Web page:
This means that, as a consequence of handling builds with callPackage, we can also change the value of these function arguments after the fact, using the derivation's override function.

Consider this new default.nix, where we added a third attribute folks:

# default.nix
let pkgs = import <nixpkgs> { }; in
rec {
  hello = pkgs.callPackage ./hello.nix { };
  people = pkgs.callPackage ./hello.nix { audience = "people"; };
  folks = hello.override { audience = "folks"; };

Note that the resulting attribute set is now recursive (by the keyword rec), that is, attribute values can refer to names from within the same attribute.

Here we take the hello derivation and call its override attribute as a function, passing the attribute set { audience = "folks"; }. override passes audience to the original function in hello.nix - to be precise, overrides whatever arguments have been passed in the original callPackage that produced the derivation hello.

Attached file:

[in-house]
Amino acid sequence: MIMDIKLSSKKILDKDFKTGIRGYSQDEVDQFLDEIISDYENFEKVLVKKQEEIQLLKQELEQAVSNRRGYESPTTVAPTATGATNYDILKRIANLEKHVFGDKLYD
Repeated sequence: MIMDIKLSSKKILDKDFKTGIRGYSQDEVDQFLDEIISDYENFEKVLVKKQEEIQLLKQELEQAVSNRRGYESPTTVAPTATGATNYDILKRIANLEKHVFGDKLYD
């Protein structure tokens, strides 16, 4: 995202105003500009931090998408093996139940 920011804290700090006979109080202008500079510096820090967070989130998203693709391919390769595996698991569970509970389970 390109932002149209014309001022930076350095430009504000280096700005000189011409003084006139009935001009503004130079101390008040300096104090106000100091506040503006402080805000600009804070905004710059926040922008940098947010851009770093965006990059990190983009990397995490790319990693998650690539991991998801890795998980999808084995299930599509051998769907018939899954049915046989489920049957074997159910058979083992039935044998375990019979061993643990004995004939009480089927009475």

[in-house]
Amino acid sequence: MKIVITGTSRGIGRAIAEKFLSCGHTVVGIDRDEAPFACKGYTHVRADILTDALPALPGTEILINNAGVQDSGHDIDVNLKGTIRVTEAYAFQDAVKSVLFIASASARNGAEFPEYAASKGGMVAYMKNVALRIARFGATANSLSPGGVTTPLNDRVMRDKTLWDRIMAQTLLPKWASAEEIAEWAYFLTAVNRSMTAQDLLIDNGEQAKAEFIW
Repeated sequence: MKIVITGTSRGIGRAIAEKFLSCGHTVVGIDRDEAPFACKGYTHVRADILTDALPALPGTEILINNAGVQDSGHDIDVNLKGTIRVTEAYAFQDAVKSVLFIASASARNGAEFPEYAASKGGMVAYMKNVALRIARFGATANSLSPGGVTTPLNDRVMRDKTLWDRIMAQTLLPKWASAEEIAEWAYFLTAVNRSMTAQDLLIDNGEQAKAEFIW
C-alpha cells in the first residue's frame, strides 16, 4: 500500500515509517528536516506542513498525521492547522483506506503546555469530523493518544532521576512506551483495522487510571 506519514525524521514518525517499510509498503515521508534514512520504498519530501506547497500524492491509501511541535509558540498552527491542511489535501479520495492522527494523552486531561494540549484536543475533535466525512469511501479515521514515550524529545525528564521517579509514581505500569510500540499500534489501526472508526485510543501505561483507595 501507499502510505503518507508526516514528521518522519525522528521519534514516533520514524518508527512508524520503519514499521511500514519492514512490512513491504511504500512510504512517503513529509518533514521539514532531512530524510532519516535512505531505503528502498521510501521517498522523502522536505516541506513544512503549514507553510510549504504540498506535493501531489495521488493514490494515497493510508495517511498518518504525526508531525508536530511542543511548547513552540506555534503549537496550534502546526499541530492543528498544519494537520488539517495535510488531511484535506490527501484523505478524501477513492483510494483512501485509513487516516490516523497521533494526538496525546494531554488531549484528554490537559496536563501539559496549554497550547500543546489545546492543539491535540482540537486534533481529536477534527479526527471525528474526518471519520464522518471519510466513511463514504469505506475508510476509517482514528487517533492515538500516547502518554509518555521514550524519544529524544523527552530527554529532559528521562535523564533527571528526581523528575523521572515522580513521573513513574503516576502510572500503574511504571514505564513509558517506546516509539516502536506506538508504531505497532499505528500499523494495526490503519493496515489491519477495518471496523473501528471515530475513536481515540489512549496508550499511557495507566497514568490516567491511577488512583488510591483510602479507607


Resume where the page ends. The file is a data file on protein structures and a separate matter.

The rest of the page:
Building and running the folks attribute with nix-build -A folks will again produce a new version of the script. It will print, as you may expect, hello folks.

All the other parameters will remain the same as they have been when hello was instantiated.

This is especially useful and often seen on packages that provide many options to customize the build.

An example to mention here is the neovim attribute in nixpkgs, which has has some overrideable arguments like extraLuaPackages, extraPythonPackages, or withRuby.

3. Benefit: flexible dependency injection

And now I want to introduce one of my favorite benefits:

You can actually create your own version of callPackage. This comes in quite handy when you have large sets where the attributes to be built depend on each other.

Note In the next examples I will not implement or show the "called" files, as I think they are not necessary to understand the point I want to make.

Consider the following attribute set of derivations:

# default.nix
let pkgs = import <nixpkgs> { }; in
rec {
  a = pkgs.callPackage ./a.nix { };
  b = pkgs.callPackage ./b.nix { inherit a; };
  c = pkgs.callPackage ./c.nix { inherit b; };
  d = pkgs.callPackage ./d.nix { };
  e = pkgs.callPackage ./e.nix { inherit c d; };

Note that inherit a; is equivalent to a = a;. That is, we're passing previously declared derivations as arguments to other derivations through callPackage.